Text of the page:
The plan was to kill droves of mosquitoes to combat West Nile and Zika in South Carolina. An unexpected result: millions of honeybees ended up dead, too. Officials in Dorchester County who approved Sunday's aerial spraying of an insecticide have apologized after beekeepers lost entire hives and their livelihoods. Juanita Stanley, who owns a bee farm in Summerville, says she lost 2.5 million bees in 46 hives as planes overhead rained down Naled, toxic to both bees and mosquitoes. Stanley tells the Charleston Post and Courier the farm "looks like it's been nuked." It's "like visiting a cemetery," a woman says of Stanley's farm on Facebook, per the Washington Post.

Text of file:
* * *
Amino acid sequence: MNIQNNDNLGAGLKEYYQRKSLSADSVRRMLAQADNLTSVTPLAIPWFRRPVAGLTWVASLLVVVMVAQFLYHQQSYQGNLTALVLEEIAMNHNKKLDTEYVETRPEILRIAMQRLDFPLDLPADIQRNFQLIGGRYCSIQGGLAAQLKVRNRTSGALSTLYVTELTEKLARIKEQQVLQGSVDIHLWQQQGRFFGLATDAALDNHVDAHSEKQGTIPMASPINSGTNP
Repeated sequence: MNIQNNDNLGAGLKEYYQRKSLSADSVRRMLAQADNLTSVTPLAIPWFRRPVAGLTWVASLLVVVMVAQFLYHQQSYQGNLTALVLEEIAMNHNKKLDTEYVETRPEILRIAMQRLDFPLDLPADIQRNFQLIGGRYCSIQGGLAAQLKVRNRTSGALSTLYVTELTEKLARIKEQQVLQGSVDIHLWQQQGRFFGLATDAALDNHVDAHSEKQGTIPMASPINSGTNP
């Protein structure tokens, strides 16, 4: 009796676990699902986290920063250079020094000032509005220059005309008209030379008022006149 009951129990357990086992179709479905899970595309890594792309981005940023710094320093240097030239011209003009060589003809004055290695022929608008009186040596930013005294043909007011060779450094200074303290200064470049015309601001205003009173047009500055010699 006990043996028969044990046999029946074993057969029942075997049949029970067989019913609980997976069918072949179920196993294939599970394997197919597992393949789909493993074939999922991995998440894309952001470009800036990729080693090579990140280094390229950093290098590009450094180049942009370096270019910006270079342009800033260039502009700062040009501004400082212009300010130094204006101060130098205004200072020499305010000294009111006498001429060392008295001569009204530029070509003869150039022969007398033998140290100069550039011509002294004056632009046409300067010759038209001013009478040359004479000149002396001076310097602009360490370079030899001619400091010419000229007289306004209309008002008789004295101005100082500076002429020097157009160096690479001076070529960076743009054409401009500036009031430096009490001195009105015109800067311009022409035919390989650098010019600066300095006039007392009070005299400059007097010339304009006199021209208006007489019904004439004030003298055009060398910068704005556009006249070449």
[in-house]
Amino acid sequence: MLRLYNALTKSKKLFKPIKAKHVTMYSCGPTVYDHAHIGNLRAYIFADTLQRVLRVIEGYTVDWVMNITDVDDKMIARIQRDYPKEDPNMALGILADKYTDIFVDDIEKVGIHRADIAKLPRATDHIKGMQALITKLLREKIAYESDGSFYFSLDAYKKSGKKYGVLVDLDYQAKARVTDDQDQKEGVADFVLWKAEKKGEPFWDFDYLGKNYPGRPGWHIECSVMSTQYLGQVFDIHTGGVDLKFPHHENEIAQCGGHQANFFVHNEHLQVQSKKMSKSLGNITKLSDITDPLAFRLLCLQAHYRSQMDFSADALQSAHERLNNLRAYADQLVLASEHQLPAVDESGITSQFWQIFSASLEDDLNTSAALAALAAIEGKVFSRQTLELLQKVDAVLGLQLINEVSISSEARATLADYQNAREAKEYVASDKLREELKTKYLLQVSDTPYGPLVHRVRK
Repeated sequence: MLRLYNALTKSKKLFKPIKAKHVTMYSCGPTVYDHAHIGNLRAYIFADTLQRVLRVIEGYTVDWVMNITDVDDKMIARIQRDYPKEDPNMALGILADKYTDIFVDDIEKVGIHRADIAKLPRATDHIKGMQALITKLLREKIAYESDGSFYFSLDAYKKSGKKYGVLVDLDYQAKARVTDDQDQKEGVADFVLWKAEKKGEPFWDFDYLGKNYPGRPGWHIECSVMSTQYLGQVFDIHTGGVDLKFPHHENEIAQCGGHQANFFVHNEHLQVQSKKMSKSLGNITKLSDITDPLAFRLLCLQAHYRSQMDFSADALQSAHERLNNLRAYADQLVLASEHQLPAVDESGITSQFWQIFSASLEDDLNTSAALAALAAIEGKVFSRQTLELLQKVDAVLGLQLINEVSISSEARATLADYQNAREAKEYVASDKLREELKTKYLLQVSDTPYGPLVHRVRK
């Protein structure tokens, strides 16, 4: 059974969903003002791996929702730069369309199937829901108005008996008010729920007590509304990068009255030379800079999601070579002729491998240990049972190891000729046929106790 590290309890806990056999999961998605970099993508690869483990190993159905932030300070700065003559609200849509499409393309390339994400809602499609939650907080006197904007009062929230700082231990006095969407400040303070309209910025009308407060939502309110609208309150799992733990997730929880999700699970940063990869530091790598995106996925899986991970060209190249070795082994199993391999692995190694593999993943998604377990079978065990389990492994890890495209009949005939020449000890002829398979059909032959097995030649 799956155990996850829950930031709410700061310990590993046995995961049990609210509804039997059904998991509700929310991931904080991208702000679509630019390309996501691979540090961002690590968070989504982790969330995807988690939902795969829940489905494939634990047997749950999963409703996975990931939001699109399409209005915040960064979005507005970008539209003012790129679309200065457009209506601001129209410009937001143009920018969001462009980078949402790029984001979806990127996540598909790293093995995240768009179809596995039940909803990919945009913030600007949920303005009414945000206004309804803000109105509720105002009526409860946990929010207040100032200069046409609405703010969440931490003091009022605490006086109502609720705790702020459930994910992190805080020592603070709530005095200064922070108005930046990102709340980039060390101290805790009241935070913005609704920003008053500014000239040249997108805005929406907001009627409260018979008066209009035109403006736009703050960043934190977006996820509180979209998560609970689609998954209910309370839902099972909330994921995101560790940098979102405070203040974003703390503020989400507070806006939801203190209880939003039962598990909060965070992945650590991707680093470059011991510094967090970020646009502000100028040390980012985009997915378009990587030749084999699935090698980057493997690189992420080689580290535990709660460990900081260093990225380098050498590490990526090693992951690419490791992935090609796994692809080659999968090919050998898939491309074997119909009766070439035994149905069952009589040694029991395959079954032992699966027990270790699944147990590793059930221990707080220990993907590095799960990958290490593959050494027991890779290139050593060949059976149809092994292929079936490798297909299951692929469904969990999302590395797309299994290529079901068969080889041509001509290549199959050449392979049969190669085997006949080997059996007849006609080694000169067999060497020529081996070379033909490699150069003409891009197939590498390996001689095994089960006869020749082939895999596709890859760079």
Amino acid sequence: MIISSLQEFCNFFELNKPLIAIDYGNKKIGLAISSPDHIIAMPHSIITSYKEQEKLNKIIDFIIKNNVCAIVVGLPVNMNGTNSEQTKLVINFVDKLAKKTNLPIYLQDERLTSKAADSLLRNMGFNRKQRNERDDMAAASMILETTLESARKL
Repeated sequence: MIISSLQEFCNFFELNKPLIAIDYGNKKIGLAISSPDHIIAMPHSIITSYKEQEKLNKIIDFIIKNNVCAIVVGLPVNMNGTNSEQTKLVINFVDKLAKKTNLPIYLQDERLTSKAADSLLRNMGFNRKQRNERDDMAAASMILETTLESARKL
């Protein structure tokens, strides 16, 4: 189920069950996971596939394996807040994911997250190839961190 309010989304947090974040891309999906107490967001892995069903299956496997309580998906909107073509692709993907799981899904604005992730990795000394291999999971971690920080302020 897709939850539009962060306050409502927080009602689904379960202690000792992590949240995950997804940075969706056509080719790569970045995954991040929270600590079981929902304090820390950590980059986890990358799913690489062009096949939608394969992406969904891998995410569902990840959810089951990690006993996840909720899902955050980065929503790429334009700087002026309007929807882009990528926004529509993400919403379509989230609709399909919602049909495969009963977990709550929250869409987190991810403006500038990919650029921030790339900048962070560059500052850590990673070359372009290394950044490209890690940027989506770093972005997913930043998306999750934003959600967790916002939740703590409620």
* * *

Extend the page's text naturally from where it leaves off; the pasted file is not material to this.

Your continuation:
Not only was Sunday's fumigation the county's first aerial spray, it also occurred on a hot day—when bees usually cool down outside hives—and in the morning, rather than at night when bees tend to keep to their hives. Officials say the event was well publicized, but beekeepers say they had no idea so they weren't able to cover hives in advance. "Had I known, I would have been camping on the steps doing whatever I had to do screaming, 'No you can't do this,'" Stanley tells WCSC. A county administrator says he's "not pleased that so many bees were killed." Meanwhile, the county says it will contact beekeepers directly about all future spraying. (Read more bees stories.)